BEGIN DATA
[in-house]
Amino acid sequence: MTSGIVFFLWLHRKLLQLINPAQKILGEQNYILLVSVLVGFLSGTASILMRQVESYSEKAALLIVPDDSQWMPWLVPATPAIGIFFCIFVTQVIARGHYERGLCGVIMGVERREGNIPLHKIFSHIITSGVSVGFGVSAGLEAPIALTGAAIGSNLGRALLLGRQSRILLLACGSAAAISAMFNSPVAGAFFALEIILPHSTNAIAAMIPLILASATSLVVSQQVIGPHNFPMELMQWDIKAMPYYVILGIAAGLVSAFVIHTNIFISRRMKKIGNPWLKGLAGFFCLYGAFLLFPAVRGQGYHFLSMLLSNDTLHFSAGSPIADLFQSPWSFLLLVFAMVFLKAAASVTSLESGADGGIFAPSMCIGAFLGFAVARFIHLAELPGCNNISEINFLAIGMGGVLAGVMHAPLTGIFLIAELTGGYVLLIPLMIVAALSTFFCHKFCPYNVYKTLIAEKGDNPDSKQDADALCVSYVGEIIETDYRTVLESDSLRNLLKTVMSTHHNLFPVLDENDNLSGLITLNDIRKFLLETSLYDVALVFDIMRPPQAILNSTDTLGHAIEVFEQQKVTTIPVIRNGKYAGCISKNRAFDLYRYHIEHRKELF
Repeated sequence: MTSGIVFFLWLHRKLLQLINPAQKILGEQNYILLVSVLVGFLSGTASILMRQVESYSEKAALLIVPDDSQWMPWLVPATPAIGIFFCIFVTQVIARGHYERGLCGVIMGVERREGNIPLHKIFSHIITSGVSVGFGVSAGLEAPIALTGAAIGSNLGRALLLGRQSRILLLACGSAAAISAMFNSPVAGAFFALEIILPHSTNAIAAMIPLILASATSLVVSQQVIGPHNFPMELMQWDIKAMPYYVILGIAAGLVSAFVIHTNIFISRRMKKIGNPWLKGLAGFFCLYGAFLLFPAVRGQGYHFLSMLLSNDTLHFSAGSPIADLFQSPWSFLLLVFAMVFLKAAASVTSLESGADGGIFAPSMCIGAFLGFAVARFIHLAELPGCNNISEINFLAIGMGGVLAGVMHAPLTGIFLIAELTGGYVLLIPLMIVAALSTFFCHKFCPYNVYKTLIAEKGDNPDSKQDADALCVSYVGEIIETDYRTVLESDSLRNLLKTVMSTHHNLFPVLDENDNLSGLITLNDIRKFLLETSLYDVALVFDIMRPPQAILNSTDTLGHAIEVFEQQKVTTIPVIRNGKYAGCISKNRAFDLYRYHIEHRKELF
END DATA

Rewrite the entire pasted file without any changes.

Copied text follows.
[in-house]
Amino acid sequence: MTSGIVFFLWLHRKLLQLINPAQKILGEQNYILLVSVLVGFLSGTASILMRQVESYSEKAALLIVPDDSQWMPWLVPATPAIGIFFCIFVTQVIARGHYERGLCGVIMGVERREGNIPLHKIFSHIITSGVSVGFGVSAGLEAPIALTGAAIGSNLGRALLLGRQSRILLLACGSAAAISAMFNSPVAGAFFALEIILPHSTNAIAAMIPLILASATSLVVSQQVIGPHNFPMELMQWDIKAMPYYVILGIAAGLVSAFVIHTNIFISRRMKKIGNPWLKGLAGFFCLYGAFLLFPAVRGQGYHFLSMLLSNDTLHFSAGSPIADLFQSPWSFLLLVFAMVFLKAAASVTSLESGADGGIFAPSMCIGAFLGFAVARFIHLAELPGCNNISEINFLAIGMGGVLAGVMHAPLTGIFLIAELTGGYVLLIPLMIVAALSTFFCHKFCPYNVYKTLIAEKGDNPDSKQDADALCVSYVGEIIETDYRTVLESDSLRNLLKTVMSTHHNLFPVLDENDNLSGLITLNDIRKFLLETSLYDVALVFDIMRPPQAILNSTDTLGHAIEVFEQQKVTTIPVIRNGKYAGCISKNRAFDLYRYHIEHRKELF
Repeated sequence: MTSGIVFFLWLHRKLLQLINPAQKILGEQNYILLVSVLVGFLSGTASILMRQVESYSEKAALLIVPDDSQWMPWLVPATPAIGIFFCIFVTQVIARGHYERGLCGVIMGVERREGNIPLHKIFSHIITSGVSVGFGVSAGLEAPIALTGAAIGSNLGRALLLGRQSRILLLACGSAAAISAMFNSPVAGAFFALEIILPHSTNAIAAMIPLILASATSLVVSQQVIGPHNFPMELMQWDIKAMPYYVILGIAAGLVSAFVIHTNIFISRRMKKIGNPWLKGLAGFFCLYGAFLLFPAVRGQGYHFLSMLLSNDTLHFSAGSPIADLFQSPWSFLLLVFAMVFLKAAASVTSLESGADGGIFAPSMCIGAFLGFAVARFIHLAELPGCNNISEINFLAIGMGGVLAGVMHAPLTGIFLIAELTGGYVLLIPLMIVAALSTFFCHKFCPYNVYKTLIAEKGDNPDSKQDADALCVSYVGEIIETDYRTVLESDSLRNLLKTVMSTHHNLFPVLDENDNLSGLITLNDIRKFLLETSLYDVALVFDIMRPPQAILNSTDTLGHAIEVFEQQKVTTIPVIRNGKYAGCISKNRAFDLYRYHIEHRKELF